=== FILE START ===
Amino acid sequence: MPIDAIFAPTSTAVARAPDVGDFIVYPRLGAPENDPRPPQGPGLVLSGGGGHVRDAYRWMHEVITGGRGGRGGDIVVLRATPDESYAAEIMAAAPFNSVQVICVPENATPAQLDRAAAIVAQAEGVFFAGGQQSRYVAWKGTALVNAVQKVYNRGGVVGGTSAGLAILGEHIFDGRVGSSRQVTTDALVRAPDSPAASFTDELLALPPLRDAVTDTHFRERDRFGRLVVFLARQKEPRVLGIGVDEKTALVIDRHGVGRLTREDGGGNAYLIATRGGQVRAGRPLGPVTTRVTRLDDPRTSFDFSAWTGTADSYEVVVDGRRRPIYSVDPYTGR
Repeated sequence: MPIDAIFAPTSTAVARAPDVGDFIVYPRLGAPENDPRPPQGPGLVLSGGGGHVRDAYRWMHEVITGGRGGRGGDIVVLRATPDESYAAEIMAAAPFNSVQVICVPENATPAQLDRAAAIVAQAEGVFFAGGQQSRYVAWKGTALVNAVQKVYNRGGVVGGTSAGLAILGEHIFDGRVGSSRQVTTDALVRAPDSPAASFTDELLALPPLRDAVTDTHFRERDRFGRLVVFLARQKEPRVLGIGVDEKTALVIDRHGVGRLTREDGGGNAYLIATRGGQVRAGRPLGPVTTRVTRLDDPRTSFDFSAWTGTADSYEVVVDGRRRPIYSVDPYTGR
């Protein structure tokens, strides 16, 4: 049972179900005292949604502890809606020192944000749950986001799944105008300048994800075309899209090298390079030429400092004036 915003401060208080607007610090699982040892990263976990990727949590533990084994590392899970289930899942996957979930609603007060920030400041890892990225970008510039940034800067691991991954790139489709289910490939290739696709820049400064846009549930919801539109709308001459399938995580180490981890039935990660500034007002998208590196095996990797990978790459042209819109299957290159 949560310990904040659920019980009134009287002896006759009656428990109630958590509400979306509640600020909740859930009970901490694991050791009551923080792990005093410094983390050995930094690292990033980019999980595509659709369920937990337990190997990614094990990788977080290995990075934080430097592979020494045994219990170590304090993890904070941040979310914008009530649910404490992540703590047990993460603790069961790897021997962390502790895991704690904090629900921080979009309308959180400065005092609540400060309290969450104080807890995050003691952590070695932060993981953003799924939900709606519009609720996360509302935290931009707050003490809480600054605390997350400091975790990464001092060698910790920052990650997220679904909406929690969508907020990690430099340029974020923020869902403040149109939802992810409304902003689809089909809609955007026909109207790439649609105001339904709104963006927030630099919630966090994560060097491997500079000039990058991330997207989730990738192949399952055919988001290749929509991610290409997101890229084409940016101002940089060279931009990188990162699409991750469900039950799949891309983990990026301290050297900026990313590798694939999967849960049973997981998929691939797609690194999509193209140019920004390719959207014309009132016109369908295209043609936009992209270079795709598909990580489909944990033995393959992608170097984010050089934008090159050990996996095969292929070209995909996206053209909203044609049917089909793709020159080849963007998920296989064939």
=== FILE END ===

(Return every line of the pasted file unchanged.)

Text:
Amino acid sequence: MPIDAIFAPTSTAVARAPDVGDFIVYPRLGAPENDPRPPQGPGLVLSGGGGHVRDAYRWMHEVITGGRGGRGGDIVVLRATPDESYAAEIMAAAPFNSVQVICVPENATPAQLDRAAAIVAQAEGVFFAGGQQSRYVAWKGTALVNAVQKVYNRGGVVGGTSAGLAILGEHIFDGRVGSSRQVTTDALVRAPDSPAASFTDELLALPPLRDAVTDTHFRERDRFGRLVVFLARQKEPRVLGIGVDEKTALVIDRHGVGRLTREDGGGNAYLIATRGGQVRAGRPLGPVTTRVTRLDDPRTSFDFSAWTGTADSYEVVVDGRRRPIYSVDPYTGR
Repeated sequence: MPIDAIFAPTSTAVARAPDVGDFIVYPRLGAPENDPRPPQGPGLVLSGGGGHVRDAYRWMHEVITGGRGGRGGDIVVLRATPDESYAAEIMAAAPFNSVQVICVPENATPAQLDRAAAIVAQAEGVFFAGGQQSRYVAWKGTALVNAVQKVYNRGGVVGGTSAGLAILGEHIFDGRVGSSRQVTTDALVRAPDSPAASFTDELLALPPLRDAVTDTHFRERDRFGRLVVFLARQKEPRVLGIGVDEKTALVIDRHGVGRLTREDGGGNAYLIATRGGQVRAGRPLGPVTTRVTRLDDPRTSFDFSAWTGTADSYEVVVDGRRRPIYSVDPYTGR
């Protein structure tokens, strides 16, 4: 049972179900005292949604502890809606020192944000749950986001799944105008300048994800075309899209090298390079030429400092004036 915003401060208080607007610090699982040892990263976990990727949590533990084994590392899970289930899942996957979930609603007060920030400041890892990225970008510039940034800067691991991954790139489709289910490939290739696709820049400064846009549930919801539109709308001459399938995580180490981890039935990660500034007002998208590196095996990797990978790459042209819109299957290159 949560310990904040659920019980009134009287002896006759009656428990109630958590509400979306509640600020909740859930009970901490694991050791009551923080792990005093410094983390050995930094690292990033980019999980595509659709369920937990337990190997990614094990990788977080290995990075934080430097592979020494045994219990170590304090993890904070941040979310914008009530649910404490992540703590047990993460603790069961790897021997962390502790895991704690904090629900921080979009309308959180400065005092609540400060309290969450104080807890995050003691952590070695932060993981953003799924939900709606519009609720996360509302935290931009707050003490809480600054605390997350400091975790990464001092060698910790920052990650997220679904909406929690969508907020990690430099340029974020923020869902403040149109939802992810409304902003689809089909809609955007026909109207790439649609105001339904709104963006927030630099919630966090994560060097491997500079000039990058991330997207989730990738192949399952055919988001290749929509991610290409997101890229084409940016101002940089060279931009990188990162699409991750469900039950799949891309983990990026301290050297900026990313590798694939999967849960049973997981998929691939797609690194999509193209140019920004390719959207014309009132016109369908295209043609936009992209270079795709598909990580489909944990033995393959992608170097984010050089934008090159050990996996095969292929070209995909996206053209909203044609049917089909793709020159080849963007998920296989064939």